Armchair Theatre was one of several anthology series on television during the 1960s and 1970s. Others include The Wednesday PlayPlay for TodayTheatre 625ITV Playhouse and Thirty-Minute Theatre. Upon first hearing about these, I was rather bemused because there is little resembling an anthology series on television today. Also, they are referred to as 'plays', which made me imagine them to be rather low-budget and cheap-looking filmed stage performances. It gave me flashbacks to the educational programmes we occasionally had to sit through at school.

I often forget that I've seen an episode of Armchair Theatre before - A Magnum for Schneider, which was the 1967 pilot for Callan. The sets may have been few but it certainly didn't look 'stagey' at all. It's wonderfully written with excellent performances. But as it was written partly with a future series in mind, I wasn't sure how much the regular episodes of Armchair Theatre would differ.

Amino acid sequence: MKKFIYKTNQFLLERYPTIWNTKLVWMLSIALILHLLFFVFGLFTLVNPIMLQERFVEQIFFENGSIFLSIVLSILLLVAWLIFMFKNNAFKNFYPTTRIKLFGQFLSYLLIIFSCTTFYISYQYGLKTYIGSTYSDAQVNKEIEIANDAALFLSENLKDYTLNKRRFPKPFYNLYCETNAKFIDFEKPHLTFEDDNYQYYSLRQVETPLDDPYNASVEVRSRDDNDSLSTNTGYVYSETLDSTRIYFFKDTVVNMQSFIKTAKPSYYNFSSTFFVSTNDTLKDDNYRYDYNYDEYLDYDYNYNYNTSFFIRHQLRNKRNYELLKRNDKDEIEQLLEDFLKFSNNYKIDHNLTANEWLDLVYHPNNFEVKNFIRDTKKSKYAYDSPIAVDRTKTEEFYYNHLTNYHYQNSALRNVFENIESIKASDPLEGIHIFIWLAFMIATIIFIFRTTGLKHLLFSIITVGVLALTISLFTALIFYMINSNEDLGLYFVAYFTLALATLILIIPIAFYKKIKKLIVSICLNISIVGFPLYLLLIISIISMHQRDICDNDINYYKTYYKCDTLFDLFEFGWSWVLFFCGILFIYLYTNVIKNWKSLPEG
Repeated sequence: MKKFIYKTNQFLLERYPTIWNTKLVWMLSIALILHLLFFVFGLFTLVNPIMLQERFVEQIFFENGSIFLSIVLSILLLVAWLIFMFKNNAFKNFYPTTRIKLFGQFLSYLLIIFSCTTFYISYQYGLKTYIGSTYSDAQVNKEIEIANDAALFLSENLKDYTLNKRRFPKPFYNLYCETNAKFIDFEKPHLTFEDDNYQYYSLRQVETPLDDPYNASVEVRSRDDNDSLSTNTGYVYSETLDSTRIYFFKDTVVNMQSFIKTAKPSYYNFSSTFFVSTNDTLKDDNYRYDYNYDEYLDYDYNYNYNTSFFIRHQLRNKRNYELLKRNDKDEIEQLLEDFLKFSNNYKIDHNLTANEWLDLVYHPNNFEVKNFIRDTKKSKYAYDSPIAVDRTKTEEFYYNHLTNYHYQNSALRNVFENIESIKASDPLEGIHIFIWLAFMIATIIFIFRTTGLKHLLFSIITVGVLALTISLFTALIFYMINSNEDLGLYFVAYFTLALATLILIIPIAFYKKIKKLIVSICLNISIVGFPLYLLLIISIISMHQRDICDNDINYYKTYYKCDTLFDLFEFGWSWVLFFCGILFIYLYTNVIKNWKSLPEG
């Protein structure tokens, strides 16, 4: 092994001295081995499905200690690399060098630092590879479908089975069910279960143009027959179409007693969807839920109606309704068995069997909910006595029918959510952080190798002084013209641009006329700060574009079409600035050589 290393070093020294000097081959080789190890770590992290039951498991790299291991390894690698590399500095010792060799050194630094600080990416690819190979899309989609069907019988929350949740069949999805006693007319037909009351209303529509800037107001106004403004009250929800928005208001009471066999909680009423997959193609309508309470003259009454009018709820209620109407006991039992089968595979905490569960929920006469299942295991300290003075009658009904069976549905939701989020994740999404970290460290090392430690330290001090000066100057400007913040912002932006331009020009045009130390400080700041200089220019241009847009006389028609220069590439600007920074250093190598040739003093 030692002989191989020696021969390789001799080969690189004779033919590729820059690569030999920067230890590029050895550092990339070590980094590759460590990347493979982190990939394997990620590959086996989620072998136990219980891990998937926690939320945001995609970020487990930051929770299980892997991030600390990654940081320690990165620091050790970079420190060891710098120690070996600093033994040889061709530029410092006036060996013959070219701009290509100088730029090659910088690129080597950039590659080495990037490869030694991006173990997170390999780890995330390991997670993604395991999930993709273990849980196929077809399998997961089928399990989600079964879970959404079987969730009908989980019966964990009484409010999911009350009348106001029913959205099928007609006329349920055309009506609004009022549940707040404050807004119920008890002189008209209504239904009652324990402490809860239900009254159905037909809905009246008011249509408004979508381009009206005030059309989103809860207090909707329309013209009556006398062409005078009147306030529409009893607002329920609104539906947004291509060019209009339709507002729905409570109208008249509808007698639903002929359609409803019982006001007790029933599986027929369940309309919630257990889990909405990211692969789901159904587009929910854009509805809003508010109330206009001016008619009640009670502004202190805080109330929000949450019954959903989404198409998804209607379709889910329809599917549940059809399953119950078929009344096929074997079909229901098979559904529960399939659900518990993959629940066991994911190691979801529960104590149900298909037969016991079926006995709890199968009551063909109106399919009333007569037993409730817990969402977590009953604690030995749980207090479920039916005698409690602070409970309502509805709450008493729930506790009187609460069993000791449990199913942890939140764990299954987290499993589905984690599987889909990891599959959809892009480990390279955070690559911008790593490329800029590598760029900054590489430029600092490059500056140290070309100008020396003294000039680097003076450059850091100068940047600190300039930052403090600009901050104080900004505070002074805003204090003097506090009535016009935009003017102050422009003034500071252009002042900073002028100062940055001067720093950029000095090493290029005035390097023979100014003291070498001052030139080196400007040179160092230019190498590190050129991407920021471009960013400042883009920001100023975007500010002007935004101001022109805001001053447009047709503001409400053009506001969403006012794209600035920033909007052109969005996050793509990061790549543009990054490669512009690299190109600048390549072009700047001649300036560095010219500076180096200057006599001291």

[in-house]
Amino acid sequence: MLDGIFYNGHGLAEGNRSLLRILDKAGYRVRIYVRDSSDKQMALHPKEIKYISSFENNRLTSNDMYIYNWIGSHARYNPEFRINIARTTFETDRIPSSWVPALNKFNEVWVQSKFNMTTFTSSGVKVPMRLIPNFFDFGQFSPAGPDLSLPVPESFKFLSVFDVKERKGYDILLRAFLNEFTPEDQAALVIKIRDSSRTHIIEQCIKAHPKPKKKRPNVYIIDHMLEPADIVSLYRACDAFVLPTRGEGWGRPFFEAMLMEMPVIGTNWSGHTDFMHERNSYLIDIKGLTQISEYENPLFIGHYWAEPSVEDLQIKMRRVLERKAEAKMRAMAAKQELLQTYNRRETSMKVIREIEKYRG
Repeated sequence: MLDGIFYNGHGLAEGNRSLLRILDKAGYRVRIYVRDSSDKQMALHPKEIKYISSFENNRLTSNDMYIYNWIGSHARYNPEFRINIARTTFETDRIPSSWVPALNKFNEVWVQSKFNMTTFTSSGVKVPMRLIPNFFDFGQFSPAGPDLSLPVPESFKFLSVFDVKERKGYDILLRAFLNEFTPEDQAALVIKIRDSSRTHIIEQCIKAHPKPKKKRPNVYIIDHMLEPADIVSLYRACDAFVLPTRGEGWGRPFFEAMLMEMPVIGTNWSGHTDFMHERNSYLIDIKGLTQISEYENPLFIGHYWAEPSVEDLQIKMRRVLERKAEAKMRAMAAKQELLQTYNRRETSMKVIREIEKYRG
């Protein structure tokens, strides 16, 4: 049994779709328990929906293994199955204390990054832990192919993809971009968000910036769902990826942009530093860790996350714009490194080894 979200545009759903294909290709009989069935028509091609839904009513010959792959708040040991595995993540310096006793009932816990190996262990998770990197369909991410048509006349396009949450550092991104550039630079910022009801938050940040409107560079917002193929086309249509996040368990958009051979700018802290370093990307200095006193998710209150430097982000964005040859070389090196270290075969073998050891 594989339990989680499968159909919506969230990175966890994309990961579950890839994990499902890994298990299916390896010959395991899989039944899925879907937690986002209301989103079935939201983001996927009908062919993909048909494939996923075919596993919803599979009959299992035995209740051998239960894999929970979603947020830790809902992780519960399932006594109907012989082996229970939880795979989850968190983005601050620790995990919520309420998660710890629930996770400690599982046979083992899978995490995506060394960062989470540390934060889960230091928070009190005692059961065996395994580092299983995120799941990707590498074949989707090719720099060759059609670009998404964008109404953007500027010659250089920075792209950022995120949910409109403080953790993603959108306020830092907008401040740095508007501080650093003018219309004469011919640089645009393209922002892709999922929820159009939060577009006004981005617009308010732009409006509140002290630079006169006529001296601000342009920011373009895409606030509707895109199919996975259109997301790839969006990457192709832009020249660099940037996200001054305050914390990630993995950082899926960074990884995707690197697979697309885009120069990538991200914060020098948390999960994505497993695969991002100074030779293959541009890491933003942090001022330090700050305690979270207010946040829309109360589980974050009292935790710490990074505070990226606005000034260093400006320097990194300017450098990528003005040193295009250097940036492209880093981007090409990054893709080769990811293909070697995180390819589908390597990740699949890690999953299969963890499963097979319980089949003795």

'Say Goodnight to Your Grandma' is from the Armchair Theatre: Volume 1 DVD and was broadcast in 1970. Tony (Colin Welland) and Jean (Susan Jameson) live in London now but head back up north to introduce their baby daughter, Chrissie, to her grandmothers. Tony's mother, Mrs Weston (Madge Ryan), and Jean's, Mrs Clarke (Mona Bruce), take every chance to pick at one another and there are snide remarks aplenty. It's amusing and catty with Jean desperate to keep the peace while Tony is more laid back about it. Eventually, arguments among the women reach a peak when the lack of a christening is brought up. The religious Mrs Clarke has taken it particularly badly. "Come on now, love, Tony'll pour you a nice cup of tea. We musn't quarrel," Mrs Weston says. "No thank you, I'm too upset," replies Mrs Clarke, marking the start of civilisation coming crashing down around them. Mrs Weston is a great character and you can see a smirk when Mrs Clarke decides to leave.